Product no. |
Assembly (minutes) |
Polishing (minutes) |
Packing (minutes) |
Profit ($) |
---|---|---|---|---|

3 |
4 |
0 |
1 |
1.00 |

This corresponds to creating a new variable \(x_3\), appending a new column to the \(A\) matrix and setting a new term in the objective. We do this in Listing 6.17

```
prob$c <- c(prob$c, 1.0)
prob$A <- cbind(prob$A, c(4.0, 0.0, 1.0))
prob$bx <- cbind(prob$bx, c(0.0,Inf))
```

After this operation the new problem is:

and

## 6.10.4 Appending Constraints¶

Now suppose we want to add a new stage to the production process called *Quality control* for which \(30000\) minutes are available. The time requirement for this stage is shown below:

Product no. |
Quality control (minutes) |
---|---|

0 |
1 |

1 |
2 |

2 |
1 |

3 |
1 |

This corresponds to adding the constraint

to the problem. This is done as follows.

```
prob$A <- rbind(prob$A, c(1.0, 2.0, 1.0, 1.0))
prob$bc <- cbind(prob$bc, c(-Inf, 30000.0))
```

Again, we can continue with re-optimizing the modified problem.

## 6.10.5 Changing bounds¶

One typical reoptimization scenario is to change bounds. Suppose for instance that we must operate with limited time resources, and we must change the upper bounds in the problem as follows:

Operation |
Time available (before) |
Time available (new) |
---|---|---|

Assembly |
100000 |
80000 |

Polishing |
50000 |
40000 |

Packing |
60000 |
50000 |

Quality control |
30000 |
22000 |

That means we would like to solve the problem:

In this case all we need to do is redefine the upper bound vector for the constraints, as shown in the next listing.

```
prob$bc<- rbind(blc=rep(-Inf, 4),
buc=c(80000, 40000, 50000, 22000))
r <- mosek(prob)
print(r$sol$bas$xx)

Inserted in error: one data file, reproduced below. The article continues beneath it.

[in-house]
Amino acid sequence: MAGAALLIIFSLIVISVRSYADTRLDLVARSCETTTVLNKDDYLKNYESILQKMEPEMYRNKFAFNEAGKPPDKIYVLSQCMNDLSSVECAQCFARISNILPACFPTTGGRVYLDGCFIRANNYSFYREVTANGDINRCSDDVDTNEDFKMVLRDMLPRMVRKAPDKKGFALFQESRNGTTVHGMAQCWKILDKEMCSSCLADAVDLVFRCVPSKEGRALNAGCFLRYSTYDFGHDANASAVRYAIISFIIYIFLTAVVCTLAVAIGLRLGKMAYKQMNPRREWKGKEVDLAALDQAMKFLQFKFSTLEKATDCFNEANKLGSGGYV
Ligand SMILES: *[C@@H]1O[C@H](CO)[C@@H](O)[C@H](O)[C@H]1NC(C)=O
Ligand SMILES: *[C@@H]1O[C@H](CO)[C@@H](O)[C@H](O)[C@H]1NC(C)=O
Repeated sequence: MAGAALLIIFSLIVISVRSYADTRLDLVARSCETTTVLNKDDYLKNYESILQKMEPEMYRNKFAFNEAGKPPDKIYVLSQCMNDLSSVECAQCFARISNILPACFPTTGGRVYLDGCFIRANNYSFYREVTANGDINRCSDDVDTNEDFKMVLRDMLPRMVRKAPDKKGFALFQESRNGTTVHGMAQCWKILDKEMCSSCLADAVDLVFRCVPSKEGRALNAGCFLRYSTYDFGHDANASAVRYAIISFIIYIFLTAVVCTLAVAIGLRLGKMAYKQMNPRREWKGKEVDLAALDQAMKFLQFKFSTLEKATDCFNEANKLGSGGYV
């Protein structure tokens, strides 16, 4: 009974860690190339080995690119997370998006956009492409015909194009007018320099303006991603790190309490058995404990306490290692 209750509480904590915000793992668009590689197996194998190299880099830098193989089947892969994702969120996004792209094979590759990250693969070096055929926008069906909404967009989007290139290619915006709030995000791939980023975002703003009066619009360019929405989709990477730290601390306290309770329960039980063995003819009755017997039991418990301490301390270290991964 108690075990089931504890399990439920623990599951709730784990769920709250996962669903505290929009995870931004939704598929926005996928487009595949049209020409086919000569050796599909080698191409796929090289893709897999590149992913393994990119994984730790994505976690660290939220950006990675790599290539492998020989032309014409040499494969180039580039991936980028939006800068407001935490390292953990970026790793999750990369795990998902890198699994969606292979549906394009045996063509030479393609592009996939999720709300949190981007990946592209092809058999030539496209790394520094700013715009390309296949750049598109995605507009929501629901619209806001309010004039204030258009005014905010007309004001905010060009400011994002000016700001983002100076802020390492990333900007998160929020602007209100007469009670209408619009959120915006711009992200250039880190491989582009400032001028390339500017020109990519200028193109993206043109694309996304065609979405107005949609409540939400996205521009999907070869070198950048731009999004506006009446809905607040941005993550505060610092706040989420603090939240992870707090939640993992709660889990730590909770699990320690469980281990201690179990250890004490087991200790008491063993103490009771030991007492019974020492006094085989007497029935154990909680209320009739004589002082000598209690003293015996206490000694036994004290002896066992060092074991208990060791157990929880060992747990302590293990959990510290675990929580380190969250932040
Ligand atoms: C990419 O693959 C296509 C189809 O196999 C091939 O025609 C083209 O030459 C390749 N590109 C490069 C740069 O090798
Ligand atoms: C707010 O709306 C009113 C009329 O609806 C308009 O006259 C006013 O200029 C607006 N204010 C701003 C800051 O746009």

```

Again, we can continue with re-optimizing the modified problem.

## 6.10.6 Advanced hot-start¶

In order to exploit the possibility of hot-starting the simplex algorithms it is necessary to pass the old basic solution when the modified problem is re-optimized. Without this operation the optimizer will simply start from scratch. Any subset of the basic solution may be provided, but to achieve the best results all fields of `res.sol.bas`

should be present, that is `xx,xc,slx,sux,slc,suc,skx,skc`

.

```
# Reoptimize with changed coefficient
# Use previous solution to perform very simple hot-start.
# This part can be skipped, but then the optimizer will start
# from scratch on the new problem, i.e. without any hot-start.
prob$sol <- list(bas=r$sol$bas)
r <- mosek(prob)
print(r$sol$bas$xx)
```

If the dimensions of the problem (number of variables, constraints) have changed, the lengths of all fields have to be adjusted to be compatible with the reformulated problem. For example, here is an adjustment when adding a new variable:

```
# Reoptimize with a new variable and hot-start
# All parts of the solution must be extended to the new dimensions.
prob$sol <- list(bas=r$sol$bas)
prob$sol$bas$xx <- c(prob$sol$bas$xx, 0.0)
prob$sol$bas$slx <- c(prob$sol$bas$slx, 0.0)
prob$sol$bas$sux <- c(prob$sol$bas$sux, 0.0)
prob$sol$bas$skx <- c(prob$sol$bas$skx, "UN")
r <- mosek(prob)
print(r$sol$bas$xx)
```

If the optimizer used the data from the previous run to hot-start the optimizer for reoptimization, this will be indicated in the log:

```
Optimizer - hotstart : yes
```

When performing re-optimizations, instead of removing a basic variable it may be more efficient to fix the variable at zero and then remove it when the problem is re-optimized and it has left the basis. This makes it easier for **MOSEK** to restart the simplex optimizer.